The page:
Proposals worth Rs.587 billion were made for investments into the creation of new capacities during the quarter ended September. This is comparable to the Rs.561 billion worth of investment proposals made initially in the previous quarter ended June 2020.
The quarter ended June 2020 was the first quarter that experienced the nation-wide lockdown following the COVID-19 pandemic. It included the month of April that experienced the strictest lockdown. “We had described the investments made during this quarter as the nadir of new investment proposals. Assuming that new investment proposals in practice can never be zero but they can only tend to zero, the Rs.561 billion was considered to be the closest that new investments can reach to zero. This is because no entrepreneur would consider making an investment proposal during such a period,” said a Centre for Monitoring Indian Economy (CMIE) report.
By September end, that nadir of new investment got revised to Rs.691 billion. In comparison, Rs.587 billion is smaller. It can be assumed that revisions would raise this value and bring it closer to the revised value of Rs.691 billion for the June quarter.
Before the lockdown, new investment proposals averaged between three to four thousand billion rupees per quarter. In better times, these averaged twice as high. It could take a long time before new investment proposals climb up to these levels.
Five projects collectively account for half the new investment projects proposed in the September 2020 quarter. These are a multi-location Rs.70 billion solar power project in Rajasthan by Solar Energy Corpn, Rs.54 billion solar cells manufacturing project in Chennai by Vikram Solar, Rs.50 billion biotech and life sciences park in Bangalore by the Government of Karnataka, Rs.32.5 billion solar power project in Telangana by Singareni Collieries and a multi-location Rs.52 billion electric vehicle manufacturing plant in Uttar Pradesh by Edison Motor India.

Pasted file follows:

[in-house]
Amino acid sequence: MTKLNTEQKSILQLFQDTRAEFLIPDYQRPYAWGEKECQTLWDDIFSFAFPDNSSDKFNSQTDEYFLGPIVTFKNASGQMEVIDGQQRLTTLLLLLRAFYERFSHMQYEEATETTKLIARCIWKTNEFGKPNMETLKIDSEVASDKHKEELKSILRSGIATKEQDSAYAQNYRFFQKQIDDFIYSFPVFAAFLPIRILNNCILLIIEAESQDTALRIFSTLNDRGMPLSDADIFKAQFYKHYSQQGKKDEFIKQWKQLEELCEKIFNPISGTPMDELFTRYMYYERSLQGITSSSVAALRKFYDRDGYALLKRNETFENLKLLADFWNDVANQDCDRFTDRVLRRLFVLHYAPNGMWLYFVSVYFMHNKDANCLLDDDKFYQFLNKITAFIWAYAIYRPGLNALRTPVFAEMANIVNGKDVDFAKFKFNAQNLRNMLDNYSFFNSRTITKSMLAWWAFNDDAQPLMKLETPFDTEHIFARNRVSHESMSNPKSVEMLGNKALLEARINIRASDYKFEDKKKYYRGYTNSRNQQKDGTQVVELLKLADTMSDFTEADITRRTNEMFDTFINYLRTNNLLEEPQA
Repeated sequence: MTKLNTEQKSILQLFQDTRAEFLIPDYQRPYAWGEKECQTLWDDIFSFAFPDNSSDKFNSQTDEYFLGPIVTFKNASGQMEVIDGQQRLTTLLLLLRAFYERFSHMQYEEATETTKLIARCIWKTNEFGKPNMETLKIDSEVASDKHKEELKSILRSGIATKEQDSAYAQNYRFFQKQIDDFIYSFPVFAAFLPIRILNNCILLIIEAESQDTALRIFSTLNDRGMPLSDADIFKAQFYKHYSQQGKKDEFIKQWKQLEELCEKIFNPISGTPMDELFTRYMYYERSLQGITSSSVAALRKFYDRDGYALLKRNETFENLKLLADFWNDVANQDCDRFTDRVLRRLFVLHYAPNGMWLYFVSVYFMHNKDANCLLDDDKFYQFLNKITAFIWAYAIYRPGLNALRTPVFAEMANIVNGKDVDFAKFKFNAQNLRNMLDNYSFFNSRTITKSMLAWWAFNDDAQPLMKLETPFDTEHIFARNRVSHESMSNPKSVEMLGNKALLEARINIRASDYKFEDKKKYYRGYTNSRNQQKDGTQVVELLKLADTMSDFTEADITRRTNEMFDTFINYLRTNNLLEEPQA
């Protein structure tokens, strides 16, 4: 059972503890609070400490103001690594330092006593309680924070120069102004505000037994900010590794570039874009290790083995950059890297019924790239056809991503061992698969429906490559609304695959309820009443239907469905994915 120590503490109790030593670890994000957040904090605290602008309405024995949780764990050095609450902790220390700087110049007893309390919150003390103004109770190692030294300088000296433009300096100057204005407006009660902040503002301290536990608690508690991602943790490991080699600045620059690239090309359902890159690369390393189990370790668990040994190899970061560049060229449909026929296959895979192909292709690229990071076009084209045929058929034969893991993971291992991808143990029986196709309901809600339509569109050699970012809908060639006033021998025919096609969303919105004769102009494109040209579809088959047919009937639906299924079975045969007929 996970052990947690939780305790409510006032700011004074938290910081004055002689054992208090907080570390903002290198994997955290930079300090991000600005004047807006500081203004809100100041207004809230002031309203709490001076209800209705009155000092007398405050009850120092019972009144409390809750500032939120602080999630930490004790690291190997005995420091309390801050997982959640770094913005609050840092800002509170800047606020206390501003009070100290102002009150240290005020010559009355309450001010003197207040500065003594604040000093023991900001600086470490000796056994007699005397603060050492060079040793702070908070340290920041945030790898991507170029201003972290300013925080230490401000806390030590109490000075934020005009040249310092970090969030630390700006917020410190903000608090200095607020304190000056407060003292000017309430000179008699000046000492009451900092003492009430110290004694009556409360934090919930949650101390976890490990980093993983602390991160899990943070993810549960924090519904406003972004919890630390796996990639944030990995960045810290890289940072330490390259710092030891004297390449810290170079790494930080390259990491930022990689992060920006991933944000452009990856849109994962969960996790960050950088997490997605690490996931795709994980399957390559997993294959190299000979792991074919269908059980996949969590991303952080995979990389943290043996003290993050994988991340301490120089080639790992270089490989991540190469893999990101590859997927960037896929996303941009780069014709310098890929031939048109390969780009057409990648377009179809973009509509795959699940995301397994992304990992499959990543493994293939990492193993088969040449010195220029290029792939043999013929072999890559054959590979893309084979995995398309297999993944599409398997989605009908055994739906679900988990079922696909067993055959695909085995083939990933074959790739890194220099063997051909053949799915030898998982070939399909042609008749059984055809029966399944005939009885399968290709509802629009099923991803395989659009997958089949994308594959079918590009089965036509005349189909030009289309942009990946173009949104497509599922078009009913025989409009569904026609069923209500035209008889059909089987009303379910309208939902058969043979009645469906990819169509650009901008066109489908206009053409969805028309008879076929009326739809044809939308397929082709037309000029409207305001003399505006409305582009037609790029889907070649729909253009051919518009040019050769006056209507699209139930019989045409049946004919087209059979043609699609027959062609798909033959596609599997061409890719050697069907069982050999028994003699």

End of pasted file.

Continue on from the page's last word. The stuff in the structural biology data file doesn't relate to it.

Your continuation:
The manufacturing sector accounted for 55 per cent of the new investments in the September 2020 quarter. Within manufacturing, it is the chemicals industry that has attracted most investments. Besides the Rs.50 billion biotech park mentioned above, there is a Rs.20 billion fertilizer plant proposed in Ganjam in Odisha and a Rs.20 billion plastic furniture plant proposed in multiple locations in Karnataka.
The ownership structure of new investment proposals is the same as it was in the June 2020 quarter. The Rs.258 billion investment proposals made by the governments are the lowest made by them in any quarter in the past 16 years, since June 2004. The same is true for private sector investments as well. Their Rs.328 billion is also the lowest by them since June 2004, the report pointed out.
Projects worth Rs.297 billion that were abandoned earlier revived in the September 2020 quarter. The Delhi government has revived its Rs.74 billion Expo-City-cum-Convention Centre and the Ministry of Shipping has revived its Rs.70 billion Mega Transhipment Port Project.
While new investment proposals have understandably fallen sharply in 2020-21, there has been a sharp revision in estimates for 2019-20. New data available since June 2020 has added a substantial Rs.2.2 trillion to the stock of new investment proposals made during 2019-20. This brings the new investment proposals in 2019-20 up to Rs.14.2 trillion as against Rs.11.9 trillion estimated earlier.
This revision implies that new investment proposals were falling only mildly since 2017-18 when they added up to Rs.15 trillion. This fell to Rs.14.6 trillion in 2018-19 and then to Rs.14.2 trillion in 2019-20.
New investment proposals
Cumulative new investment proposals in 2020-21 have been Rs.1.3 trillion. “We do not expect new investment proposals to cross Rs.5 trillion this year. New investment proposals have never been lower than Rs.5 trillion since 2004-05. This can change if the Central government decides to make large investments into infrastructure. So far, the government has shown no signs or any inclinations to make large capacity-building investments this year,” the report said.
According to the CMIE report, the corporate sector does not have a good reason to expand capacities at this time. A sample of 2,329 companies shows that asset utilisation (sales to net fixed assets net of revaluation reserves) in 2019-20 was at an all time low of 1.98. The corporate sector is laden with excess capacity. Besides, there is considerable demand uncertainty. The prolonged lockdown has led to job losses and also income contraction. It is not clear when jobs and incomes will repair with earlier levels and return to a growth trajectory from there. Till then, corporates are likely to focus more on cost management than on expansion.